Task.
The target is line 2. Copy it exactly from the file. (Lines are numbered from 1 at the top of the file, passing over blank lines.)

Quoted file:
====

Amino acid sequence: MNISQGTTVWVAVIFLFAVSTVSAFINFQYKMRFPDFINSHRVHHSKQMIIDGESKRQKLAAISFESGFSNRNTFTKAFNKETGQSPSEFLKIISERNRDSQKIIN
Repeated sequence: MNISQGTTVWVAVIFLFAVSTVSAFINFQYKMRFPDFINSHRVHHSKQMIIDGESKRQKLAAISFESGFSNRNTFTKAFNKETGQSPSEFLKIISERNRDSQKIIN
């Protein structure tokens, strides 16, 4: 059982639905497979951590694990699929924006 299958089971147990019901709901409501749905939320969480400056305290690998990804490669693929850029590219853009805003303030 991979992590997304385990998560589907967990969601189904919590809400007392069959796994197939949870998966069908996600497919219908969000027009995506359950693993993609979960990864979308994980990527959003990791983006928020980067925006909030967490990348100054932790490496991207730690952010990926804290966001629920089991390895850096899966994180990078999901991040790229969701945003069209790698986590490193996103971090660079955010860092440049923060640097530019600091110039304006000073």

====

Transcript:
Repeated sequence: MNISQGTTVWVAVIFLFAVSTVSAFINFQYKMRFPDFINSHRVHHSKQMIIDGESKRQKLAAISFESGFSNRNTFTKAFNKETGQSPSEFLKIISERNRDSQKIIN